Monday, February 25, 2013

Lincoln only freed some of the slaves

We congratulate Daniel Day-Lewis for his Academy Award as Best Actor in Lincoln.

We have a teensy problem with the screenplay, though. It would have you think that the 13th Amendment to the U.S. Constitution abolished slavery forever. The Lincoln character, for example, says:
Abolishing slavery by Constitutional provision settles the fate for all coming time. 
Well, no.

He also says:
We must cure ourselves of slavery. This amendment is that cure. 
Not quite.

And this:
The fate of human dignity (is) in our hands. 
If only it were so.

Slavery continued in the Deep South well after the Civil War. Douglas A. Blackmon exposed the re-enslavement of Americans two years ago in his book "Slavery By Another Name." According to Publisher's Weekly,
Blackmon gives a groundbreaking and disturbing account of a sordid chapter in American history—the lease (essentially the sale) of convicts to commercial interests between the end of the 19th century and well into the 20th. Usually, the criminal offense was loosely defined vagrancy or even changing employers without permission. The initial sentence was brutal enough; the actual penalty, reserved almost exclusively for black men, was a form of slavery in one of hundreds of forced labor camps operated by state and county governments, large corporations, small time entrepreneurs and provincial farmers.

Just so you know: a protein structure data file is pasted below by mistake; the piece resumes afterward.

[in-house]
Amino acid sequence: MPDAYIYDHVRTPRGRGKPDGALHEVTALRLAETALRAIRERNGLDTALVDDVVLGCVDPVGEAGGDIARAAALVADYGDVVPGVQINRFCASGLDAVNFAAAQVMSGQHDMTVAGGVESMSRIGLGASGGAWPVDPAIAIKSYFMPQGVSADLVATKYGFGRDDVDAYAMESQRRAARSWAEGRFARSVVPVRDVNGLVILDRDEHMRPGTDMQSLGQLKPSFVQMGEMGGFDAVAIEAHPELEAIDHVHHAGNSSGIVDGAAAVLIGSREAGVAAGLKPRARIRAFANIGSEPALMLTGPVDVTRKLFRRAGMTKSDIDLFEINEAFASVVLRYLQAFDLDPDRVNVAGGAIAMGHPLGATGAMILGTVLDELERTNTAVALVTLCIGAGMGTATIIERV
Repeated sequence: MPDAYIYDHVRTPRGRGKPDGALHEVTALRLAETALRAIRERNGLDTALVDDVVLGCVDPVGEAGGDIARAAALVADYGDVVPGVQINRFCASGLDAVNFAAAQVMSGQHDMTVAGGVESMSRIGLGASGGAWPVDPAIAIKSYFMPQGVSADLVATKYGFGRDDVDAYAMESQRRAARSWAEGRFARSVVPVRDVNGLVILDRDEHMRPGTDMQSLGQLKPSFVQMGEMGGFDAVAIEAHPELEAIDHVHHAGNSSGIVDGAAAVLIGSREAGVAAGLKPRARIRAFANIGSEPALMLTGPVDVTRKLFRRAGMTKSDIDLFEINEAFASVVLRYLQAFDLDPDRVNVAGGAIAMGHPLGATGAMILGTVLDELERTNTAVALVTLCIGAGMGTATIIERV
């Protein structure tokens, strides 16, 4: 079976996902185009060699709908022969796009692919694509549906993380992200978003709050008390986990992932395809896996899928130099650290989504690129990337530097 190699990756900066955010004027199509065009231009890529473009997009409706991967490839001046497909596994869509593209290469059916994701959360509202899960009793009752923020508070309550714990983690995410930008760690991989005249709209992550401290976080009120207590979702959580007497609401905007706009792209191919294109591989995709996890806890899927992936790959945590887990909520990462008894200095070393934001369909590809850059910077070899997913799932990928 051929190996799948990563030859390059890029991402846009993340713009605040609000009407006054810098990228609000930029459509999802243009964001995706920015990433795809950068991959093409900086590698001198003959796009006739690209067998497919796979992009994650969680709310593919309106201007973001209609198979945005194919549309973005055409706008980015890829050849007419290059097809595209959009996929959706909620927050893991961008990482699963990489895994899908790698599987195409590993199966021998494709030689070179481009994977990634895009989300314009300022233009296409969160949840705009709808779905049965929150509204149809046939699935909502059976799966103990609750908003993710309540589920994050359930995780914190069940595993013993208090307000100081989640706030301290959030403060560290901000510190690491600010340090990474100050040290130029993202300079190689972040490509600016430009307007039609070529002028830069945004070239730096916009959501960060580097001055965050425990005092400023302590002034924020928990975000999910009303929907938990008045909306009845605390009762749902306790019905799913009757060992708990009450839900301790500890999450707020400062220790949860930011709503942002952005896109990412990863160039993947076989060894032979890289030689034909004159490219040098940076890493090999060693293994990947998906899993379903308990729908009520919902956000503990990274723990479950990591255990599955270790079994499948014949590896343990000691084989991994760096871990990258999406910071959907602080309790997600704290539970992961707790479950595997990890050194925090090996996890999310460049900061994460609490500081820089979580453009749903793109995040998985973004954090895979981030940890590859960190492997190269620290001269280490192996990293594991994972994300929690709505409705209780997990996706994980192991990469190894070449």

There are still millions of slaves in the world. Anti-Slavery International estimates there are 27 million slaves and 200 million people who live in some sort of bondage.

Some are even in the United States. Last year we learned about 40 Mexican guestworkers "employed" by a Wal-Mart supplier, C.J.'s Seafood. They worked as long as 24 hours straight without overtime. They were forced to pay $45 a week to live in vermin-infested trailers with no air conditioning.

There is debt bondage, there's prison labor, there's sex trafficking, there's locking up janitors at night in Target stores.

Sadly, the fate of human dignity was only partially in Old Abe's hands. He did what he could, but there is still much, much more to be done.